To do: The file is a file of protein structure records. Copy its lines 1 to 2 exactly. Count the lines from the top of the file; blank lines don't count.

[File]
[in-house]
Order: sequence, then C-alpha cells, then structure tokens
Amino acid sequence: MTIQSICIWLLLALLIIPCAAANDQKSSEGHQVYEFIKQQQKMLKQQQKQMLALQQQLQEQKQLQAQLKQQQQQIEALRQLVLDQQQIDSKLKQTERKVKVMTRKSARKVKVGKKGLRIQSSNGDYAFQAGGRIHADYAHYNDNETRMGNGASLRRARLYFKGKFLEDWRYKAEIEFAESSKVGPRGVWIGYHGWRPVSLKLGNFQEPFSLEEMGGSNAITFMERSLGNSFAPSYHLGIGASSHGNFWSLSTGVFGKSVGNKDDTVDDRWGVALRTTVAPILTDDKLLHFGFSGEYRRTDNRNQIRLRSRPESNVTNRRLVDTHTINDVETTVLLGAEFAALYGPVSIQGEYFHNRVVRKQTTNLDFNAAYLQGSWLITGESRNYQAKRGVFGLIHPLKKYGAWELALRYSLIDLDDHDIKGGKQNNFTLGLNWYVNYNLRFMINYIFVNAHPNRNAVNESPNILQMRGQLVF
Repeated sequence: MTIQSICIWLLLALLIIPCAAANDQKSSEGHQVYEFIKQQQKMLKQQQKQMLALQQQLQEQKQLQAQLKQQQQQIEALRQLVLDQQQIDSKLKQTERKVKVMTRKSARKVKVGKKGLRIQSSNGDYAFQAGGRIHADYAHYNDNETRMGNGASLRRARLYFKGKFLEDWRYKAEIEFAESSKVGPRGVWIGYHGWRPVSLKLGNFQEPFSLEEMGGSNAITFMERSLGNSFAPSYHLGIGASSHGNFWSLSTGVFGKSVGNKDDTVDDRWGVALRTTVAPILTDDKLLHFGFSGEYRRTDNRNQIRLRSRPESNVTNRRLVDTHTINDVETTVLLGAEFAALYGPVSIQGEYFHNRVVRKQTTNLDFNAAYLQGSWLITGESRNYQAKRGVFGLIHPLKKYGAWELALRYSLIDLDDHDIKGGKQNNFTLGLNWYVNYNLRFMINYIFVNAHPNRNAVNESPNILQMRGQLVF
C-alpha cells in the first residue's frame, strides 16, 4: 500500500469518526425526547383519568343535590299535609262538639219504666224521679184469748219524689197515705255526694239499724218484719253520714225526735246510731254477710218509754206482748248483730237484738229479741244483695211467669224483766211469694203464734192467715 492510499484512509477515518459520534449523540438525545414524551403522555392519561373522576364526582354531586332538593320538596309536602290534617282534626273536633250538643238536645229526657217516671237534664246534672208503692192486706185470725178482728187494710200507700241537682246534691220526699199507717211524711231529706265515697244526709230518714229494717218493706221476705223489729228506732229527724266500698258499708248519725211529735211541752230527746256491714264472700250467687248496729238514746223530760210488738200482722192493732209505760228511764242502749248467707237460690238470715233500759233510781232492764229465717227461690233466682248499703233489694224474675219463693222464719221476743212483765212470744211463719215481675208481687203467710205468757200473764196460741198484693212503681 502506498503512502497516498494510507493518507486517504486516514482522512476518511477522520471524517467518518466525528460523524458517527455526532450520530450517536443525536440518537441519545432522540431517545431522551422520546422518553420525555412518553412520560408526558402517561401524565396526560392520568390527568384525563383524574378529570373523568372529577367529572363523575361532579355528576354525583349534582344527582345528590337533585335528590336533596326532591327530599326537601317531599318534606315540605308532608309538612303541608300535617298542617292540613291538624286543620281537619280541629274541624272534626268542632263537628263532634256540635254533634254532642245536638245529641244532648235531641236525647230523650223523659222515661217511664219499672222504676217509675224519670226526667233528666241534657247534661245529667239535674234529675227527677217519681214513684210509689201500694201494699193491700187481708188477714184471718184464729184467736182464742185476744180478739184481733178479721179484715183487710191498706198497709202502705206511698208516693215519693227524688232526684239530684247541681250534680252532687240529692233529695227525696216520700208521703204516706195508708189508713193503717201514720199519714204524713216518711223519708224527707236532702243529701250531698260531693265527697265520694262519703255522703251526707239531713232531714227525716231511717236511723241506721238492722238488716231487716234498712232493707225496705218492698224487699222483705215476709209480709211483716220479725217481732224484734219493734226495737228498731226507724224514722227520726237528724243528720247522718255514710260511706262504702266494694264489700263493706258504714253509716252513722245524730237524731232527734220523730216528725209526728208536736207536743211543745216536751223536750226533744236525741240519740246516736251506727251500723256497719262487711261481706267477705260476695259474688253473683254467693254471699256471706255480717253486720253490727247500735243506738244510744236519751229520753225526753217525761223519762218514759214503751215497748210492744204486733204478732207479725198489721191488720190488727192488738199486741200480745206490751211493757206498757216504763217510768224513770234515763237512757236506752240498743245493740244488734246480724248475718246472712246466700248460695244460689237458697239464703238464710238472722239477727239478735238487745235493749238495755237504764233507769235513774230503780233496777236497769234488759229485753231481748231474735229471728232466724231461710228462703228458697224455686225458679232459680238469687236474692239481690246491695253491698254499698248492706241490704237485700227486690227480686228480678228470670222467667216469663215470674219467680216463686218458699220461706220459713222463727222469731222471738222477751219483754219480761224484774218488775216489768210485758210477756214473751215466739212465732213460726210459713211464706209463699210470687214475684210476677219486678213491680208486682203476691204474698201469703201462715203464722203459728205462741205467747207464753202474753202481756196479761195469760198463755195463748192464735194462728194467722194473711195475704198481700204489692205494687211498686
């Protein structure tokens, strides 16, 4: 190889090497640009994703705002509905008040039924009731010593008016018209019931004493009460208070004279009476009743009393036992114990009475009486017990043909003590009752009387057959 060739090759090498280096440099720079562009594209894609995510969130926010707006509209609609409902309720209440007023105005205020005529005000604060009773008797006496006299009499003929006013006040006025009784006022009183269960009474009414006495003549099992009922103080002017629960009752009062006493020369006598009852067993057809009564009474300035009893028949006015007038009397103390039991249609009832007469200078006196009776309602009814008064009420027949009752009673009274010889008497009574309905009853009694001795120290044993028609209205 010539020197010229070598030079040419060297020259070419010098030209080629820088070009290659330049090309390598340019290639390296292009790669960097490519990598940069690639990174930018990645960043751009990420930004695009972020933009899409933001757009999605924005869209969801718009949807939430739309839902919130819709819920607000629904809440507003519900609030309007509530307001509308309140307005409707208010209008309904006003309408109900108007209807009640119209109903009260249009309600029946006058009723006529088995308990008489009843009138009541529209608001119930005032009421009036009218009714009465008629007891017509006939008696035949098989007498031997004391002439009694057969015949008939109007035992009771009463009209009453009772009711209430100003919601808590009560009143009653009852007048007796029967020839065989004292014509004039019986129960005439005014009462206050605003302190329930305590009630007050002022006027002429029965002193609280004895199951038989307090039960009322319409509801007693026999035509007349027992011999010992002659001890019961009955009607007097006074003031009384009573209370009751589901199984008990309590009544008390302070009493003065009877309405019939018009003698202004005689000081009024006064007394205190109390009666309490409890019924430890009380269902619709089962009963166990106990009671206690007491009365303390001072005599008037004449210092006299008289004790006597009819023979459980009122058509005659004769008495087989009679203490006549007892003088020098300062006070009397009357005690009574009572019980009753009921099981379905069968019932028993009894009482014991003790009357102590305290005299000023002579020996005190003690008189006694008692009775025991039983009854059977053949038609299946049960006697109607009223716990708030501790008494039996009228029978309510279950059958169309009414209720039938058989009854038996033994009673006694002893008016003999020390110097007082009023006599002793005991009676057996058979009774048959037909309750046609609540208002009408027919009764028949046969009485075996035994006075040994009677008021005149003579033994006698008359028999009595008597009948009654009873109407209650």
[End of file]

[in-house]
Order: sequence, then C-alpha cells, then structure tokens